In some cases, cauda equina can be treated by surgically decompressing the spine, depending on the nerve tissue damage.
Lower Back Pain & Incontinence in Women
Depending on the cause of back pain or incontinence, symptoms may vary. For example, women often struggle with stress incontinence after giving birth and leak while participating in activities that add stress to the bladder, such as laughing, sneezing, or lifting a heavy object. However, kidney problems such as stones can also cause frequent urination or urge incontinence– when the urge to urinate suddenly strikes.
While studies show that the cause of back pain and incontinence is linked to weight gain or sedentary lifestyles in some patients, both conditions can also be caused by chronic illnesses like type 2 diabetes and arthritis.
When it comes to giving birth, 50 percent of women report stress urinary incontinence. In addition, postpartum back pain and incontinence may impact moms up to twelve months after their babies are delivered due to pelvic floor weakness.
Pelvic floor muscles often weaken due to the added stress of supporting a growing infant and supporting the body during labor. Once weakened, pelvic floor muscles are less able to function under increased pressure from the abdominal muscles during physical activities, leading to leaks. Pelvic floor muscles also play a role in spinal stability.
How to Manage Lower Back Pain & Incontinence
If you’re experiencing back pain, incontinence, or both, you can speak with a healthcare professional about your treatment options. They may be able to rule out any serious conditions contributing to the issues, and they can put together a proper treatment plan.
In some cases, incontinence can be treated, but other times can only be managed. Here are some ways to manage your incontinence and lower back pain.
1. Try Pelvic Floor or Physical Therapy.
Physical and pelvic floor therapies may help relieve pain and strengthen your pelvic floor muscles over time. Kegel exercises are a common form of pelvic floor exercise, but other options exist for women and men.
2. Use Medication.
Generally, medications can assist with back pain and urinary issues. However, if you’d like to steer away from medicine, a back brace or postpartum compression garment are all-natural solutions for relieving pain.
3. Adjust Your Lifestyle.
Lifestyle changes may be beneficial for assisting with both back pain and incontinence symptoms. Try to become more active, including at least 30 minutes of moderate exercise three to five times per week. Try swimming, riding a bike, or walking to get yourself up and moving.
4. Eat A Healthy Diet.
A healthy diet relieves pressure on your digestive tract. Bladder irritants, such as caffeine, sugar, spicy foods, and alcohol can increase incontinence symptoms. Try adding more water, fruits, vegetables, and whole grains to your diet to relieve constipation and pressure on the bladder. The added nutrition may help with your low back pain as well.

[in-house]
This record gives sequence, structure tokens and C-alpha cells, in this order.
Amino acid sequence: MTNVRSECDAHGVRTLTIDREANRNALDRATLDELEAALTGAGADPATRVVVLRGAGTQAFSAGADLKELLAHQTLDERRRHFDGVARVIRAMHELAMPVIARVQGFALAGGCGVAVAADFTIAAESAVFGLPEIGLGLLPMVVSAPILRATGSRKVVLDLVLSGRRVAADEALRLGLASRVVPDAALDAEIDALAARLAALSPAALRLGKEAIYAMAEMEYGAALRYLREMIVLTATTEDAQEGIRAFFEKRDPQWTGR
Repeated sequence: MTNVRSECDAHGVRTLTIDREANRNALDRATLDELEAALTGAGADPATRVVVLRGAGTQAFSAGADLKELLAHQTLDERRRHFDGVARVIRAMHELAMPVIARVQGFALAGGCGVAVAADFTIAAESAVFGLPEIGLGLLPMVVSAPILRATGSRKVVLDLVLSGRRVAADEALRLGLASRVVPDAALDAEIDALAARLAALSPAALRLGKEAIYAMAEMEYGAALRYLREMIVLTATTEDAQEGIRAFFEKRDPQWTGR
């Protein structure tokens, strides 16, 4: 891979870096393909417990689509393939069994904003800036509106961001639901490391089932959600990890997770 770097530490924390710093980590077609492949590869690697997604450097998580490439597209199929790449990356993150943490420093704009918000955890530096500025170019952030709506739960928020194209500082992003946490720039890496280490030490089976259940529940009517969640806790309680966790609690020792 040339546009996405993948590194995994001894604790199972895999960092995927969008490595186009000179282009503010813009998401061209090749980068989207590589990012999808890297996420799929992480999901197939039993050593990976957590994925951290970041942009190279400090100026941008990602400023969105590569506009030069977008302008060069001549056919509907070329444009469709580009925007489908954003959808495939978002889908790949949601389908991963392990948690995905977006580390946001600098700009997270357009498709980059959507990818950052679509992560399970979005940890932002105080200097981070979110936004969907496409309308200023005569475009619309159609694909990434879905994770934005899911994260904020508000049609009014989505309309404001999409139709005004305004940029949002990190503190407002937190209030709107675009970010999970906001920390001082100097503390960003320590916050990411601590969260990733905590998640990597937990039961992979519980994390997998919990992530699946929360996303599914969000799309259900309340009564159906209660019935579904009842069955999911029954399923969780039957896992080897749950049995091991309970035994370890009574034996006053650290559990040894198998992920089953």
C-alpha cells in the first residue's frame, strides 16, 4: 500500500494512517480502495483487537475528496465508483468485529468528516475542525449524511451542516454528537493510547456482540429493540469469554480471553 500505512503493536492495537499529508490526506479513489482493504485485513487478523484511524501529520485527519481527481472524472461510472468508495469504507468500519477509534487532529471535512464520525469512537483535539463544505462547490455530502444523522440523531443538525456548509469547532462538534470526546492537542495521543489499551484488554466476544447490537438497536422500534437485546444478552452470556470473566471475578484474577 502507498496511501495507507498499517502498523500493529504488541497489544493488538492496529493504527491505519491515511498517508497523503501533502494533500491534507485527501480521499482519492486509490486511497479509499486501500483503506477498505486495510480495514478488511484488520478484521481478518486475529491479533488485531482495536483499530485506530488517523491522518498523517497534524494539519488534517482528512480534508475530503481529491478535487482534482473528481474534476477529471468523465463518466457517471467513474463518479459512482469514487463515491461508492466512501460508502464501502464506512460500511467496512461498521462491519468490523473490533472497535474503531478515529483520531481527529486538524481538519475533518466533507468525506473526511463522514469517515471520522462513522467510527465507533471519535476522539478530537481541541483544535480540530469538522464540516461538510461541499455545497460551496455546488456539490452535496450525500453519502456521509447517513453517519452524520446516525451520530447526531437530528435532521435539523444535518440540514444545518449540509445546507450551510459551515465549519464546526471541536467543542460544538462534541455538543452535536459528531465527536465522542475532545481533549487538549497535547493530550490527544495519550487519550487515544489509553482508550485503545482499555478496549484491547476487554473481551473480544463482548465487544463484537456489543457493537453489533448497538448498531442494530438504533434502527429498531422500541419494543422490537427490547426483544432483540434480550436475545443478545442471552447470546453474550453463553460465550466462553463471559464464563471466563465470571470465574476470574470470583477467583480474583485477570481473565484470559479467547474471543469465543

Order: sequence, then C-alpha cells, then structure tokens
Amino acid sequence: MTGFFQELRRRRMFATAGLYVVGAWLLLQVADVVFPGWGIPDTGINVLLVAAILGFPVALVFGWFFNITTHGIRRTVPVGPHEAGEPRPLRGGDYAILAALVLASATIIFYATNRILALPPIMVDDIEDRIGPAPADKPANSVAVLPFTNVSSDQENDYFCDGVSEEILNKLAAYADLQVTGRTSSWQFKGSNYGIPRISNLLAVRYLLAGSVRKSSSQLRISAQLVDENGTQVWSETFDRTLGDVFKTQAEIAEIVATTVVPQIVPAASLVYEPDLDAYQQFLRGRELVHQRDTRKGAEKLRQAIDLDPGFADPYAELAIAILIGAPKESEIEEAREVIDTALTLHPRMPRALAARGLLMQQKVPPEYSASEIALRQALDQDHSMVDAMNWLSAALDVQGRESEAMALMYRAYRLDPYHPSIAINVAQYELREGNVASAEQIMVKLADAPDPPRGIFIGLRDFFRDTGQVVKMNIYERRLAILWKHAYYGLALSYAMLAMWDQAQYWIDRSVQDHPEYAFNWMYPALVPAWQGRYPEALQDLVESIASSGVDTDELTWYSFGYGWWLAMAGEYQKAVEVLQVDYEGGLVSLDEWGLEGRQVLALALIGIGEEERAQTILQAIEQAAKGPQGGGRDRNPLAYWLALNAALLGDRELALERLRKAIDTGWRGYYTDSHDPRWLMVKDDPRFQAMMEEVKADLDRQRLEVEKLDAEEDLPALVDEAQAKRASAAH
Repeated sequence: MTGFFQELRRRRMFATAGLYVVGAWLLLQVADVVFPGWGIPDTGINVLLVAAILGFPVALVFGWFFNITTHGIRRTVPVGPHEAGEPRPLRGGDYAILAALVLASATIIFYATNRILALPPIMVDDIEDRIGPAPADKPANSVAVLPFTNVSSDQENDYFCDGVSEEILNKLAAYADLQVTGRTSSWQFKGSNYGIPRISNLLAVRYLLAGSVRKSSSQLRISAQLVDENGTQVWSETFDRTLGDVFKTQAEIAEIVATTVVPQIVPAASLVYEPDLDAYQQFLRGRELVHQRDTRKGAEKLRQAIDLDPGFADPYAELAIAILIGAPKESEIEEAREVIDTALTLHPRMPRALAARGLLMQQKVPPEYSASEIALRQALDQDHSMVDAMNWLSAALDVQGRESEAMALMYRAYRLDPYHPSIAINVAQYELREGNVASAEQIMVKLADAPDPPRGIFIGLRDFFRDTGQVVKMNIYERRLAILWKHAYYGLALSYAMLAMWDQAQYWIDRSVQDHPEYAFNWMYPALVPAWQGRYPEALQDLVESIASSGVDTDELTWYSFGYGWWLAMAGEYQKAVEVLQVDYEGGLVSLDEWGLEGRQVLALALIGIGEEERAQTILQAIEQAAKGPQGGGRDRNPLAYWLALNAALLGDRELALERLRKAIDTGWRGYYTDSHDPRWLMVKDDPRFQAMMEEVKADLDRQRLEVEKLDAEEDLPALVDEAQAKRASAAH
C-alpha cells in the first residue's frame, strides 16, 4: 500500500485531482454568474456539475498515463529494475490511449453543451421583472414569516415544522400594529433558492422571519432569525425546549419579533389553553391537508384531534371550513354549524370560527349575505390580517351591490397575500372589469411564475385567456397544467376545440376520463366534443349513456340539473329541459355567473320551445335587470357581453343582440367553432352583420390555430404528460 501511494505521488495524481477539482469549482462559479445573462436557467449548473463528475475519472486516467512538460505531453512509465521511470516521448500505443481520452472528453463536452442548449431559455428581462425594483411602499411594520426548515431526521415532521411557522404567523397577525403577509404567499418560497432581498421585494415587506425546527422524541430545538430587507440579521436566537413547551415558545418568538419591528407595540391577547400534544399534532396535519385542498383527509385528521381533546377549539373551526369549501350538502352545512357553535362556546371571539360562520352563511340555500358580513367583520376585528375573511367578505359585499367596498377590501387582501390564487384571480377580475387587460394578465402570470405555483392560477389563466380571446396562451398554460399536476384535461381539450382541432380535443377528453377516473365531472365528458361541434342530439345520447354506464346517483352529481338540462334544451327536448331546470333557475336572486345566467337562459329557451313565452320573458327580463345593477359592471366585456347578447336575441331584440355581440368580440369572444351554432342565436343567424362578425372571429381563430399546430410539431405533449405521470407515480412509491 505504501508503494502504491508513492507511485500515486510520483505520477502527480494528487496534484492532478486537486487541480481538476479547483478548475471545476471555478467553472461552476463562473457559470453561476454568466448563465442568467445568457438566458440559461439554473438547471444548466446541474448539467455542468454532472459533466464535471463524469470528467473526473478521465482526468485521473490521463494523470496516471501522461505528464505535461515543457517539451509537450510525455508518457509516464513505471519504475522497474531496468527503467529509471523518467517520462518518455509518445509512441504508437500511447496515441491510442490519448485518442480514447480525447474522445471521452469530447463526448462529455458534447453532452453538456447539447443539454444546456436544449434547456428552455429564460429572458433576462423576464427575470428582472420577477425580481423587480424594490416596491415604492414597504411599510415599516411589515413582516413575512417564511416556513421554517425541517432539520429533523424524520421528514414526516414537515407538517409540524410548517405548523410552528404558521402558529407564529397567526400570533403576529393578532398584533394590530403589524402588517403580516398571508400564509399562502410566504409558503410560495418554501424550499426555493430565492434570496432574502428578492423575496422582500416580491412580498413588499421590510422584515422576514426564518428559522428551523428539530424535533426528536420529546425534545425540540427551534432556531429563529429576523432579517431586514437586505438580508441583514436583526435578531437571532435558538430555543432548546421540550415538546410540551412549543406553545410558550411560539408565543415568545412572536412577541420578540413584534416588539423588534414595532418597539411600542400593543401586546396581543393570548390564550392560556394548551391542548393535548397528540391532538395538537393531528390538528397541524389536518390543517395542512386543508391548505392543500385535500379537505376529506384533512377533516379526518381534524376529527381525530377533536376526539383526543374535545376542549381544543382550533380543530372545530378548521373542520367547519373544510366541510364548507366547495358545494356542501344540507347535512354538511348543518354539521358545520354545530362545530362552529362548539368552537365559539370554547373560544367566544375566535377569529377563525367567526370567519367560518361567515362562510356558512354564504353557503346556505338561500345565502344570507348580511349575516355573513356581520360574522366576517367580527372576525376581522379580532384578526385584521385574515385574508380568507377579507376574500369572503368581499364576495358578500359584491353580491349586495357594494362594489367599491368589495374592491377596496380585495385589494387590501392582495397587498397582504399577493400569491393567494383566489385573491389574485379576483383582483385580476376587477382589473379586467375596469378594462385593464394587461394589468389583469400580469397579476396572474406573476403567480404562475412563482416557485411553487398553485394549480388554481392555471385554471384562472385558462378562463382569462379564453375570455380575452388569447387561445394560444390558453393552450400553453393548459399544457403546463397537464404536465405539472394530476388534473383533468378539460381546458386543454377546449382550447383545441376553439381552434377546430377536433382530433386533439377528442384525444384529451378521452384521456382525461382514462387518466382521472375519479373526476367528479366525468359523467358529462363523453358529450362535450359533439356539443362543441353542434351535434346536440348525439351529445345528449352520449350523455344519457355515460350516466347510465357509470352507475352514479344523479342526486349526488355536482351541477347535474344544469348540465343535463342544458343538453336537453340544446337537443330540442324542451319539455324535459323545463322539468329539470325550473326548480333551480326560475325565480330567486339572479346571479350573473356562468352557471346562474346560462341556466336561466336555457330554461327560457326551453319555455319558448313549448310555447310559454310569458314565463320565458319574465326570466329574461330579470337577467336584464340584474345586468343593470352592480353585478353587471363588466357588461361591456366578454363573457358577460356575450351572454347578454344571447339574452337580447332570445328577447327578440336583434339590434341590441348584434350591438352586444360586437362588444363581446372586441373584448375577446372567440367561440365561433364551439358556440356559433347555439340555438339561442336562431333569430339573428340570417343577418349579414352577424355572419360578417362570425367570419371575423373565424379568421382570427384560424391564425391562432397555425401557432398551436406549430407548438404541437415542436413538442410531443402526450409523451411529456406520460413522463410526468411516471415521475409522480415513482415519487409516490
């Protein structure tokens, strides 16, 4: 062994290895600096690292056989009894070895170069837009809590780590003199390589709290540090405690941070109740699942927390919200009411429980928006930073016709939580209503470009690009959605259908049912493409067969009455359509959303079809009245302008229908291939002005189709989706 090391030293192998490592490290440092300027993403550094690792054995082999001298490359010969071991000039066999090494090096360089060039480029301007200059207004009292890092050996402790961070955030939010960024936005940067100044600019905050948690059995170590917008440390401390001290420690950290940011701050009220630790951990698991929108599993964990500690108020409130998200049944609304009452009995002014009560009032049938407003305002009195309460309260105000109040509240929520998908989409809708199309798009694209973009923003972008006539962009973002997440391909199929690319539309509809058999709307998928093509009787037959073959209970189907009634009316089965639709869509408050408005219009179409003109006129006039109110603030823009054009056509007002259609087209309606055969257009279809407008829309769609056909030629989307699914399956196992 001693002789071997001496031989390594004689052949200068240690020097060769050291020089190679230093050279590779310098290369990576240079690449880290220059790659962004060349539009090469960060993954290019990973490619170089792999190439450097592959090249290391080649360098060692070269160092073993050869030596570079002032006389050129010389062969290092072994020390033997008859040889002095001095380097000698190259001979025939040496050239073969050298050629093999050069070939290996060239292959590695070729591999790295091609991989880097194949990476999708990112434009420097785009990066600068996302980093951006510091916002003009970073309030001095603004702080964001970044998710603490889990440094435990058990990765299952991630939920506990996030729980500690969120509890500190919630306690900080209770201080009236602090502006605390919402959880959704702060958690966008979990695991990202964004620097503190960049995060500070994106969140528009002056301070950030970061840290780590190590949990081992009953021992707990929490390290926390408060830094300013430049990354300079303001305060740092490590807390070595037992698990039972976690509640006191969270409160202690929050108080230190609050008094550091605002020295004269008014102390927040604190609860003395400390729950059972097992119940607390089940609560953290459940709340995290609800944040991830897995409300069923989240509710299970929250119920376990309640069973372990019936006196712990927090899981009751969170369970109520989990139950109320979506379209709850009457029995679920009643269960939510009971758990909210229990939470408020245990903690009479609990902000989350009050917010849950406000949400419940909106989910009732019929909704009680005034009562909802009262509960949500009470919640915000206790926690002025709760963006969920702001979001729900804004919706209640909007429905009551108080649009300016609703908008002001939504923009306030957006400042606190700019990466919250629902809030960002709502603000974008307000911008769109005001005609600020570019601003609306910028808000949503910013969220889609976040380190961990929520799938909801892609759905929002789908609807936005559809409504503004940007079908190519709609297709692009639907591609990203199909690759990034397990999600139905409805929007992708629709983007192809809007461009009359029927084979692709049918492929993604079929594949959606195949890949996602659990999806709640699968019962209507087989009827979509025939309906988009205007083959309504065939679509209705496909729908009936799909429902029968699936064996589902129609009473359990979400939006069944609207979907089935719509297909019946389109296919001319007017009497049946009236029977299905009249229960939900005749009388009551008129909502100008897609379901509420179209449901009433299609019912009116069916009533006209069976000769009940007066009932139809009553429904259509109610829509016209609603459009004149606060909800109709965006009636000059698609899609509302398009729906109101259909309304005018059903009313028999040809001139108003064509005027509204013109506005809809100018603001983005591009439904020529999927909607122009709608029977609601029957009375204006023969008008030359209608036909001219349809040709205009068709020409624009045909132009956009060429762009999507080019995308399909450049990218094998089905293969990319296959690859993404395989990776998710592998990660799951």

5. Use Incontinence Products.
No one has the time to deal with insurance companies or prescriptions from a healthcare provider. That’s why we do it for you! We’ll work directly with your Medicaid provider to ensure you receive the maximum benefits available. We’ll even ship your supplies directly to your door each month in discreet unmarked packaging, at no cost.
How Can I Get Incontinence Supplies Through Aeroflow Urology?
To see if you qualify for incontinence supplies covered through your insurance, follow these easy steps!
1. Fill out our qualify form.
2. If you qualify, one of our Continence Care Specialists will reach out to you and help you find the perfect incontinence supplies for your lifestyle, whether it's adult briefs, catheters, or something else.
3. After choosing your supplies, they will be shipped directly to your door. We'll send a text or email reminder when it's time to re-supply so you'll never run out of incontinence supplies again!
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Shiel, W. C. (2020, August 7). Cauda Equina Syndrome. MedicineNet; MedicineNet. https://www.medicinenet.com/cauda_equina_syndrome/article.htm#cauda_equina_syndrome_facts
Back Pain and Incontinence: Symptoms, Causes, and Treatment. (2017, February 22). Healthline. https://www.healthline.com/health/overactive-bladder/back-pain-and-incontinence#causes-and-risk-factors
Eidelson, S. G. (2014, February 13). Spinal Disorders May Cause Neurogenic Bladder Disorder or Dysfunction. Spineuniverse.com; SPU. https://www.spineuniverse.com/conditions/spinal-disorders-may-cause-neurogenic-bladder-disorder-or-dysfunction
Bush, H. M., Pagorek, S., Kuperstein, J., Guo, J., Ballert, K. N., & Crofford, L. J. (2013). The Association of Chronic Back Pain and Stress Urinary Incontinence. Journal of Women’s Health Physical Therapy, 37(1), 11–18. https://doi.org/10.1097/jwh.0b013e31828c1ab3
UpToDate. (n.d.). Www.uptodate.com. https://www.uptodate.com/contents/evaluation-of-females-with-urinary-incontinence
Information provided on the Aeroflow Urology website is not intended as a substitute for medical advice or care from a healthcare professional. Aeroflow recommends consulting your healthcare provider if you are experiencing medical issues relating to incontinence.